South Africa has taken centre stage in most accounts of the synergistic potential of law and politics: it is seen as a case which demonstrates that human rights can be made real, with the favourable combination of institutional and political conditions. Among these conditions, from a feminist perspective, are the inclusion of equality and socio-economic rights in the Constitution, high levels of representation of women in parliament and the bureaucracy, and a strong and free civil society. The country is often invoked, in comparative social science, as an example of a democratic and relatively peaceful transition from authoritarianism, in which the breakdown of institutions was avoided; it is seen as an example of successful institutional redirection from supporting an authoritarian state to advancing a democratic project.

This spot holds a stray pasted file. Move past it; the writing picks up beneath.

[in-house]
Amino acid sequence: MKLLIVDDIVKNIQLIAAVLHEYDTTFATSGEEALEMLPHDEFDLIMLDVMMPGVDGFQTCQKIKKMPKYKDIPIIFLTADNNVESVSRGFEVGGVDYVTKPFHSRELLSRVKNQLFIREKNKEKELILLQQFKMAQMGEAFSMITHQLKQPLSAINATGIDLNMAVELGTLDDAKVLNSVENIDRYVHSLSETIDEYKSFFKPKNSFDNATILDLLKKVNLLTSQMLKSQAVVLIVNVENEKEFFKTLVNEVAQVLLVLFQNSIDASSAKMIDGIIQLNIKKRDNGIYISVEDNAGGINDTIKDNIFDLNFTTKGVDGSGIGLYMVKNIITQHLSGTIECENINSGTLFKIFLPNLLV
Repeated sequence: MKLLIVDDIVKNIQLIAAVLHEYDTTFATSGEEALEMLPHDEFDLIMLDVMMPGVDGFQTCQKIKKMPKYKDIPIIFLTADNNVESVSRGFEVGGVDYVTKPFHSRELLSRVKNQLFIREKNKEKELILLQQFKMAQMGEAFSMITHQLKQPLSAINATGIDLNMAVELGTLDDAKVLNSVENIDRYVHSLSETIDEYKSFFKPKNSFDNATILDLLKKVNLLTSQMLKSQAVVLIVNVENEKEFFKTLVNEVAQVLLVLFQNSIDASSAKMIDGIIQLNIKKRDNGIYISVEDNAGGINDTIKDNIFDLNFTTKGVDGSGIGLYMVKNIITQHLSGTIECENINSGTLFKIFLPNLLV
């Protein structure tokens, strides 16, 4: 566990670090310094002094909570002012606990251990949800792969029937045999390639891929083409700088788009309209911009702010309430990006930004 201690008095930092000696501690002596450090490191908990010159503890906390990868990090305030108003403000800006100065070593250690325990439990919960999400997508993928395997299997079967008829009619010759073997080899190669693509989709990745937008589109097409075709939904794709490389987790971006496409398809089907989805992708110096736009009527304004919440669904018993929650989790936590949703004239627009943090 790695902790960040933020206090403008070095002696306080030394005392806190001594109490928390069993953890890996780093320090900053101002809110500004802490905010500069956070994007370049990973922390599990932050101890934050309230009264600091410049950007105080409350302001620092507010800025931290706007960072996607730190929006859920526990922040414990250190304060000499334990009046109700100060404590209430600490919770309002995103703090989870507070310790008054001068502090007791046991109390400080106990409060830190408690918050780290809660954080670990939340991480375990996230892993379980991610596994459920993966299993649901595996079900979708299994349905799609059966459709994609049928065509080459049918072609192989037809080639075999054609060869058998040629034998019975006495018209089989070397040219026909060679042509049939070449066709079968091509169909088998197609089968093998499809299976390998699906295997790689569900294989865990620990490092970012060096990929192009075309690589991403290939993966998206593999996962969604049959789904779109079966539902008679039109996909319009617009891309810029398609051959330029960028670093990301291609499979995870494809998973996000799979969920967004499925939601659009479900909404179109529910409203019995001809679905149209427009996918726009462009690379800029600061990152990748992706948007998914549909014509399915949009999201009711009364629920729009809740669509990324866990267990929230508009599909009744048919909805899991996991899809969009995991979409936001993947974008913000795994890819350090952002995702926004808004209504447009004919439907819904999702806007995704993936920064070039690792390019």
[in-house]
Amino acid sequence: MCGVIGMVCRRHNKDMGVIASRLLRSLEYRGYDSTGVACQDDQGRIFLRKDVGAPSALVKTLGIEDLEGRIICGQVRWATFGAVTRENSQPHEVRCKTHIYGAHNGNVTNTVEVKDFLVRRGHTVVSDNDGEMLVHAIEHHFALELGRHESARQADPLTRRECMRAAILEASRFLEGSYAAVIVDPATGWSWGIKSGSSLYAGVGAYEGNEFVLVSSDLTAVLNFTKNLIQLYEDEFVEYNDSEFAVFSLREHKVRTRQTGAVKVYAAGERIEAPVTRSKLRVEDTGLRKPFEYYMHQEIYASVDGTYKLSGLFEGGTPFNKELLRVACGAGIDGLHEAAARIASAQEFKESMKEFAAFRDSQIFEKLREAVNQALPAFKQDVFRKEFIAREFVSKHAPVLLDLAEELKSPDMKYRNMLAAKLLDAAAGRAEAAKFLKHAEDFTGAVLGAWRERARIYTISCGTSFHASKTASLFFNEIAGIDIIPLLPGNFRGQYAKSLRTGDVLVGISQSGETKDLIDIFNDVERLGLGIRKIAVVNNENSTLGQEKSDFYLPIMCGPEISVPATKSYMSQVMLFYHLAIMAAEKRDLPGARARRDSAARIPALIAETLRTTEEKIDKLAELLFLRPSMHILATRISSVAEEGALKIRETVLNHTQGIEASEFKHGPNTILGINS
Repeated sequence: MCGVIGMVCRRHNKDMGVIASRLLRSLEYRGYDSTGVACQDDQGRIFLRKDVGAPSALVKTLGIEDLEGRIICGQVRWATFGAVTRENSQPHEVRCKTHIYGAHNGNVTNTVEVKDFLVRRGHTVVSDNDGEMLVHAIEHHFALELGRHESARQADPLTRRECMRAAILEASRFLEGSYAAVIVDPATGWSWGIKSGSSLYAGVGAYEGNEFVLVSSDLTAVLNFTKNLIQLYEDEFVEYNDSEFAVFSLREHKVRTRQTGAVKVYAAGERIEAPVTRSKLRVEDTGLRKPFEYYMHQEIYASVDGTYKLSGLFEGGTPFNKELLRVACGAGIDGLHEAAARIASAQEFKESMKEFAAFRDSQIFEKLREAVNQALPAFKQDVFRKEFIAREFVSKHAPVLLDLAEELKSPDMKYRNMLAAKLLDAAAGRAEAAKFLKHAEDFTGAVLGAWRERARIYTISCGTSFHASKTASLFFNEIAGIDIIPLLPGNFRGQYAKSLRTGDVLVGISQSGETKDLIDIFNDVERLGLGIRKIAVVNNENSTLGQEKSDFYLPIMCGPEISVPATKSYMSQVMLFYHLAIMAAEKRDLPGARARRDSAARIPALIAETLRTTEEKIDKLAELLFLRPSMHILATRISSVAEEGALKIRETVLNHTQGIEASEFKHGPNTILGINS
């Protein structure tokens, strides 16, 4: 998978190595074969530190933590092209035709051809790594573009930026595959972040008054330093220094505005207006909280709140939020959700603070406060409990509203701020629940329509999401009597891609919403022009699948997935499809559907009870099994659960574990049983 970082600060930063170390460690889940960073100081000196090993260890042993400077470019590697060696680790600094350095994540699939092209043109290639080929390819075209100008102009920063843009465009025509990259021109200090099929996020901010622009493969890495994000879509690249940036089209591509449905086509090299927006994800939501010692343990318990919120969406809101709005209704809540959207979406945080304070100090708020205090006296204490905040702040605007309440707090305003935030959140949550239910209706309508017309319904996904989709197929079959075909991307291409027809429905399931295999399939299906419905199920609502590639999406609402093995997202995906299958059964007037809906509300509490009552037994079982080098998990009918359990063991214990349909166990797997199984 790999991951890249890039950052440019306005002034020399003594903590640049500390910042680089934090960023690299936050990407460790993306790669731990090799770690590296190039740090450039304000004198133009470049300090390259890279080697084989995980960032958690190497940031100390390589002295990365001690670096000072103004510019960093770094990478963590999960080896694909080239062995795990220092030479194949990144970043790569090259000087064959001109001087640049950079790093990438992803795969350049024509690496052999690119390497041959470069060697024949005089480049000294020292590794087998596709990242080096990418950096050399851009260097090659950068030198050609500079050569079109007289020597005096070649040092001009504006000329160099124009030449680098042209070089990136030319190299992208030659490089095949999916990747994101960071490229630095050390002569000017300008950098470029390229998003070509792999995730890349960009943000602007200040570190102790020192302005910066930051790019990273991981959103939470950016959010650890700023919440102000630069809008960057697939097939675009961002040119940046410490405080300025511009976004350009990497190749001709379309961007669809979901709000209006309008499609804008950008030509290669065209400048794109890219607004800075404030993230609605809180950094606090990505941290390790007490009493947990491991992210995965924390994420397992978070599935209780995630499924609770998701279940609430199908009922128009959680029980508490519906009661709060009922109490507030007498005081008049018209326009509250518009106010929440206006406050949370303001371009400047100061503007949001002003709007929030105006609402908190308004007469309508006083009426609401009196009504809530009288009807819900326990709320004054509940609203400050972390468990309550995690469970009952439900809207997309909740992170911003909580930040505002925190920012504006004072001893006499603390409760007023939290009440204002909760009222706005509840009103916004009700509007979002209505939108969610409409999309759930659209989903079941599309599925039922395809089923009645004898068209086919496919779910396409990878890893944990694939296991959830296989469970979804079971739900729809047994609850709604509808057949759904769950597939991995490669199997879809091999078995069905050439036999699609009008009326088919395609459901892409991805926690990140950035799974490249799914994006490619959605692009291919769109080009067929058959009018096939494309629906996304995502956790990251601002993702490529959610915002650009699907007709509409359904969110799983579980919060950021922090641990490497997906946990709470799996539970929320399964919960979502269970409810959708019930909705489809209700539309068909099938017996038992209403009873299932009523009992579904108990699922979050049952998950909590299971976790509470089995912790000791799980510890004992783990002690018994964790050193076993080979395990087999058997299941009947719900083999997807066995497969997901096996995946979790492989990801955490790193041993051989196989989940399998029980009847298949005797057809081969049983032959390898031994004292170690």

However, the Constitution is coming under increasing attack. It is not only conservative forces that seek to undermine rights in the name of culture, or wealthy elites concerned about defending their rights to property through rule of law and opposing high taxation, that are critical. It is also challenged by radical voices that aim at creating a society free of oppression. For the latter actors, the Constitution is less a tool of change and more an example of coloniality, or the imposition of a western discourse on Africa. These arguments about decolonizing political projects require more careful engagement, as the project of decoloniality is one that is in many respects allied to the project of feminism, whose own history required the disabling of the invisibilised male norm on which much legal and political theory was founded. This paper addresses the decolonial critique by showing the radical roots of the equality clause in a century-long history of struggles by black women.